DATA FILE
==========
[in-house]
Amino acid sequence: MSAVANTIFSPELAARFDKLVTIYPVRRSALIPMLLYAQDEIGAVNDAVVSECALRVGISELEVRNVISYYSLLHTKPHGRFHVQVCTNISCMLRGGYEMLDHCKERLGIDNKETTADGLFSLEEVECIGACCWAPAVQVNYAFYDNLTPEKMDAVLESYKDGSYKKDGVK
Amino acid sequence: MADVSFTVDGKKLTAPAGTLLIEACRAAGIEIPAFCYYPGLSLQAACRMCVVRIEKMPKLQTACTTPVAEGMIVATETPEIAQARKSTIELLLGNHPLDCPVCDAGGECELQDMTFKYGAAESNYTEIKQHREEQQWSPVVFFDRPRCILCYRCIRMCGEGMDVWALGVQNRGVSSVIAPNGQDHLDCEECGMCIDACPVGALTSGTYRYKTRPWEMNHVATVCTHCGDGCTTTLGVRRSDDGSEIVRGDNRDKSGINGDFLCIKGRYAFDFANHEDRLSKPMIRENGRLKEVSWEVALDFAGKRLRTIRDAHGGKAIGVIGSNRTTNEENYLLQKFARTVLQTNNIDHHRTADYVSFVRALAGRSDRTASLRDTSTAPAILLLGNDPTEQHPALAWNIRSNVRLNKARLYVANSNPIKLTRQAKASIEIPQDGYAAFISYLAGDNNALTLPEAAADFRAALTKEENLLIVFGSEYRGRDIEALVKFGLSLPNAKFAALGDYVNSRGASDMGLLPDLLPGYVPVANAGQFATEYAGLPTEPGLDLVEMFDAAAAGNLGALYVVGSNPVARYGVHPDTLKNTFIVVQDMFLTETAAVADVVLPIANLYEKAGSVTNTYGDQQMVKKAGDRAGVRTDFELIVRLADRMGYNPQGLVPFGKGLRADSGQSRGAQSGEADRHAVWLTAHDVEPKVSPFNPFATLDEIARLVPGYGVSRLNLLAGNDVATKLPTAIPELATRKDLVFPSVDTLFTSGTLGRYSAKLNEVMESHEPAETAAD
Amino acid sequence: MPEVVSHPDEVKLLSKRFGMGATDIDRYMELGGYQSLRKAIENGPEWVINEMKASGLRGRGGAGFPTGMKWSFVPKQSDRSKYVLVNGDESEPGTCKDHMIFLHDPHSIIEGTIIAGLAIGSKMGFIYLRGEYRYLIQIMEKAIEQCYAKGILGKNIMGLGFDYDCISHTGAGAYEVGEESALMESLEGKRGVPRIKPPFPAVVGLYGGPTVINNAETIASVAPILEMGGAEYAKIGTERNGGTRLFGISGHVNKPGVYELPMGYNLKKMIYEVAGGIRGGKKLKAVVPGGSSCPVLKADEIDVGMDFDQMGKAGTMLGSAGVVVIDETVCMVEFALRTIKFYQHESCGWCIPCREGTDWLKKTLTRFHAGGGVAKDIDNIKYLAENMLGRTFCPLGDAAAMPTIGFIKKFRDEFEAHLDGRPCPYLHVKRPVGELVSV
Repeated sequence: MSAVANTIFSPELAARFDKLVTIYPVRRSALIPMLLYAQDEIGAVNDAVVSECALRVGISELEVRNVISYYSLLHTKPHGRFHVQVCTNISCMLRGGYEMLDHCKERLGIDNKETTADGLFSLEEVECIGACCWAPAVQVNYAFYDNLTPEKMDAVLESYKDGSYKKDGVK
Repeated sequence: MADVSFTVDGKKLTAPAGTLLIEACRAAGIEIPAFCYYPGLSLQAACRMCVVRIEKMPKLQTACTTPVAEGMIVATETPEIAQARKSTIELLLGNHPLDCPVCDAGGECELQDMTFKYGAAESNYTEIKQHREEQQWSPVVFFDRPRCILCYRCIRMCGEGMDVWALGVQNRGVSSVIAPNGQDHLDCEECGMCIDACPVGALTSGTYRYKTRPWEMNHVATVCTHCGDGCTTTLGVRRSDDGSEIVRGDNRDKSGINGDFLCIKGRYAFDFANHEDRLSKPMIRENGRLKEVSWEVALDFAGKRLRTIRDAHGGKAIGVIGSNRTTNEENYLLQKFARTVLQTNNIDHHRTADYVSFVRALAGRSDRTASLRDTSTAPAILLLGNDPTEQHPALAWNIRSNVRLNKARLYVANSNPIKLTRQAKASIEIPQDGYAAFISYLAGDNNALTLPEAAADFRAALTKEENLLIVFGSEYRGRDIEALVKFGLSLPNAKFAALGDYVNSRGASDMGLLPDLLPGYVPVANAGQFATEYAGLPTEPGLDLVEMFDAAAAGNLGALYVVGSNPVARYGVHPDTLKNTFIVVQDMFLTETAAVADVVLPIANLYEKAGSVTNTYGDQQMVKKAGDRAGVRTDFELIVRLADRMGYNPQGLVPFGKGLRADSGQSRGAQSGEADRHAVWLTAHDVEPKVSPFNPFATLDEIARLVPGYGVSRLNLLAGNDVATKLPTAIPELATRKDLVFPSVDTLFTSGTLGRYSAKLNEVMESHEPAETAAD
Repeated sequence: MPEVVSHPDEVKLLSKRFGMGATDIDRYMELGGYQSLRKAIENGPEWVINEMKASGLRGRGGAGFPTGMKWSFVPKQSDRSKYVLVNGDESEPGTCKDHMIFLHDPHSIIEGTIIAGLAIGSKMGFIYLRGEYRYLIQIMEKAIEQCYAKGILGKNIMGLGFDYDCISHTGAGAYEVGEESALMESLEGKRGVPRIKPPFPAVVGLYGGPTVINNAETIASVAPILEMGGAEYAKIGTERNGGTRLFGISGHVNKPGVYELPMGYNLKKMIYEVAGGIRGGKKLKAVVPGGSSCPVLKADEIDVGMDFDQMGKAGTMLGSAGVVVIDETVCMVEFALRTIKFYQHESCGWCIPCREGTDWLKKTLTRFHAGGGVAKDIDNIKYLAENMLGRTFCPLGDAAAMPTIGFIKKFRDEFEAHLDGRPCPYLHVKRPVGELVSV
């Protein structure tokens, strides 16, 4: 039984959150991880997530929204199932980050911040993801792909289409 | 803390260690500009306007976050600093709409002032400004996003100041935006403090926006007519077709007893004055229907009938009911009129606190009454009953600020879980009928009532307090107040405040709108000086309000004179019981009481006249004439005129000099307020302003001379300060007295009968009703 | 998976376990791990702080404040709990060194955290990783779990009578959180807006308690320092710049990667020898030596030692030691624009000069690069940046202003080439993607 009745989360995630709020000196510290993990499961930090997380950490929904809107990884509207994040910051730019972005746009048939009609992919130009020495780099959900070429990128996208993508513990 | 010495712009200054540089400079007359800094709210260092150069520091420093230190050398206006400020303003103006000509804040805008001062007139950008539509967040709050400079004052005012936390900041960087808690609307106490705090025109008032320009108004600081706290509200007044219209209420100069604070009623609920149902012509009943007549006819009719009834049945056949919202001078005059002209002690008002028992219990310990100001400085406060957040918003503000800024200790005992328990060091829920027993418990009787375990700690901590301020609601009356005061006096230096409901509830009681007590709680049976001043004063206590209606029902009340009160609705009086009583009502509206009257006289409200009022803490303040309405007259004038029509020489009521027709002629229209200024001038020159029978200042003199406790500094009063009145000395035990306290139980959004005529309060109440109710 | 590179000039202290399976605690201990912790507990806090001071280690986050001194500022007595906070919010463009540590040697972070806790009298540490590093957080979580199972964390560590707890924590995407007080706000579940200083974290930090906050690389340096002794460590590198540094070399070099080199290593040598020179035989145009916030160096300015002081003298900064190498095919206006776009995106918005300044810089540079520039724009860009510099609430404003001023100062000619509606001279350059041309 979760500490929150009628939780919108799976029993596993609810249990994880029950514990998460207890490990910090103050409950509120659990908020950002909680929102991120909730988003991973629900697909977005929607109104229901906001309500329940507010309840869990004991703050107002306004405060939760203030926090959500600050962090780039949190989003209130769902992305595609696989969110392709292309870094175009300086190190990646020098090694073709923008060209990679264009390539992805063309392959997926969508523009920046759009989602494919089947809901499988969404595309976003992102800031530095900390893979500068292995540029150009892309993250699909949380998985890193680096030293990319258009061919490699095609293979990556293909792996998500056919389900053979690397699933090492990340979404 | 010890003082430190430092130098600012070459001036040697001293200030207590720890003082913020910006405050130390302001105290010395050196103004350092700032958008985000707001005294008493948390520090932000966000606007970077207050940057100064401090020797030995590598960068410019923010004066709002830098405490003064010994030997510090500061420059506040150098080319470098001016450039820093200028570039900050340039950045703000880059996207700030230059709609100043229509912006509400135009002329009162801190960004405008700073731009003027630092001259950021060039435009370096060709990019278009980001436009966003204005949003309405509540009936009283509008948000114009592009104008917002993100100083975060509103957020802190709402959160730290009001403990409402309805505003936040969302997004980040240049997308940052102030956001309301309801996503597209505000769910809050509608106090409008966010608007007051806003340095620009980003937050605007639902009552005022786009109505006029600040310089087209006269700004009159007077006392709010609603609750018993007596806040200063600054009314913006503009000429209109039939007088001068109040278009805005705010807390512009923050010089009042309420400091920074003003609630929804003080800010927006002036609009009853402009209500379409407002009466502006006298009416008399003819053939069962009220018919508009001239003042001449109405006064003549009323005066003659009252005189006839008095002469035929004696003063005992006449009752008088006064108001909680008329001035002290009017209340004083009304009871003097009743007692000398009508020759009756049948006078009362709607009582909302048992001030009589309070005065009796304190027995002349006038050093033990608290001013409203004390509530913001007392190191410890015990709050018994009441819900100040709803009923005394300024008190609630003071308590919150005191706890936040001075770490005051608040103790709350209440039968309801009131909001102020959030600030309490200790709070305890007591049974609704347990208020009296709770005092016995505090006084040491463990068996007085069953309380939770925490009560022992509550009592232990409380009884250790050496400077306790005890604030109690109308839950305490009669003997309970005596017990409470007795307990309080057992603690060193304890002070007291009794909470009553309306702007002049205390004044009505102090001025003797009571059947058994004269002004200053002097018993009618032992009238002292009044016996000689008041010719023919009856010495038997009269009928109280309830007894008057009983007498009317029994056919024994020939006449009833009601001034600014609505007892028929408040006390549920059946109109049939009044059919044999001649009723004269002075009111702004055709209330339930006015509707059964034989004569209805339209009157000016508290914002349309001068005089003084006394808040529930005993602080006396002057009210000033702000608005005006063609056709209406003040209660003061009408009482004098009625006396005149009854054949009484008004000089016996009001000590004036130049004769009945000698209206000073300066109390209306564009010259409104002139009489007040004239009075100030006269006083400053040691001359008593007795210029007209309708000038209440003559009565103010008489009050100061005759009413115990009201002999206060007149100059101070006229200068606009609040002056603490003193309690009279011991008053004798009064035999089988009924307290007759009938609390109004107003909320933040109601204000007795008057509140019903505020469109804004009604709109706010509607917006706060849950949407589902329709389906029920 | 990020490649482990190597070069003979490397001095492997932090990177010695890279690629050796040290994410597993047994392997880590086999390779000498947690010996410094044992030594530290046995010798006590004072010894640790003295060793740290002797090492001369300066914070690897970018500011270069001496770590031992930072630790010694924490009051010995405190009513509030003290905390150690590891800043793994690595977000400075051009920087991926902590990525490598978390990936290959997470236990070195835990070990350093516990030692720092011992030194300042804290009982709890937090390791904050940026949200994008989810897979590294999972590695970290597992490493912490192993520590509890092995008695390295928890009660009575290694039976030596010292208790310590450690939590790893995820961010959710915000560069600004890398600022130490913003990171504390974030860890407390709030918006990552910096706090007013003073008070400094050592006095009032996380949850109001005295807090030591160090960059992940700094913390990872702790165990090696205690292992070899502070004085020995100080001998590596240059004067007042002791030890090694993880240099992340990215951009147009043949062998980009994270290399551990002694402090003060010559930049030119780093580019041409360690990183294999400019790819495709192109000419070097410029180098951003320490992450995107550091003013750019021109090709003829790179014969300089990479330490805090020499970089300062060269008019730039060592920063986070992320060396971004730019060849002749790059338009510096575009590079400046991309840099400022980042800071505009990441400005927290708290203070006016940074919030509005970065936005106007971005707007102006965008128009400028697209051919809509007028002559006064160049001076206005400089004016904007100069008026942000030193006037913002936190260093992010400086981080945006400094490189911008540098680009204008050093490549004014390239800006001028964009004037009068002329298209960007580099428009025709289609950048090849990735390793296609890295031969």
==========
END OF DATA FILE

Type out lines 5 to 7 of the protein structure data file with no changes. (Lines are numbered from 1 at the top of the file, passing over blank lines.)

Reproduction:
Repeated sequence: MSAVANTIFSPELAARFDKLVTIYPVRRSALIPMLLYAQDEIGAVNDAVVSECALRVGISELEVRNVISYYSLLHTKPHGRFHVQVCTNISCMLRGGYEMLDHCKERLGIDNKETTADGLFSLEEVECIGACCWAPAVQVNYAFYDNLTPEKMDAVLESYKDGSYKKDGVK
Repeated sequence: MADVSFTVDGKKLTAPAGTLLIEACRAAGIEIPAFCYYPGLSLQAACRMCVVRIEKMPKLQTACTTPVAEGMIVATETPEIAQARKSTIELLLGNHPLDCPVCDAGGECELQDMTFKYGAAESNYTEIKQHREEQQWSPVVFFDRPRCILCYRCIRMCGEGMDVWALGVQNRGVSSVIAPNGQDHLDCEECGMCIDACPVGALTSGTYRYKTRPWEMNHVATVCTHCGDGCTTTLGVRRSDDGSEIVRGDNRDKSGINGDFLCIKGRYAFDFANHEDRLSKPMIRENGRLKEVSWEVALDFAGKRLRTIRDAHGGKAIGVIGSNRTTNEENYLLQKFARTVLQTNNIDHHRTADYVSFVRALAGRSDRTASLRDTSTAPAILLLGNDPTEQHPALAWNIRSNVRLNKARLYVANSNPIKLTRQAKASIEIPQDGYAAFISYLAGDNNALTLPEAAADFRAALTKEENLLIVFGSEYRGRDIEALVKFGLSLPNAKFAALGDYVNSRGASDMGLLPDLLPGYVPVANAGQFATEYAGLPTEPGLDLVEMFDAAAAGNLGALYVVGSNPVARYGVHPDTLKNTFIVVQDMFLTETAAVADVVLPIANLYEKAGSVTNTYGDQQMVKKAGDRAGVRTDFELIVRLADRMGYNPQGLVPFGKGLRADSGQSRGAQSGEADRHAVWLTAHDVEPKVSPFNPFATLDEIARLVPGYGVSRLNLLAGNDVATKLPTAIPELATRKDLVFPSVDTLFTSGTLGRYSAKLNEVMESHEPAETAAD
Repeated sequence: MPEVVSHPDEVKLLSKRFGMGATDIDRYMELGGYQSLRKAIENGPEWVINEMKASGLRGRGGAGFPTGMKWSFVPKQSDRSKYVLVNGDESEPGTCKDHMIFLHDPHSIIEGTIIAGLAIGSKMGFIYLRGEYRYLIQIMEKAIEQCYAKGILGKNIMGLGFDYDCISHTGAGAYEVGEESALMESLEGKRGVPRIKPPFPAVVGLYGGPTVINNAETIASVAPILEMGGAEYAKIGTERNGGTRLFGISGHVNKPGVYELPMGYNLKKMIYEVAGGIRGGKKLKAVVPGGSSCPVLKADEIDVGMDFDQMGKAGTMLGSAGVVVIDETVCMVEFALRTIKFYQHESCGWCIPCREGTDWLKKTLTRFHAGGGVAKDIDNIKYLAENMLGRTFCPLGDAAAMPTIGFIKKFRDEFEAHLDGRPCPYLHVKRPVGELVSV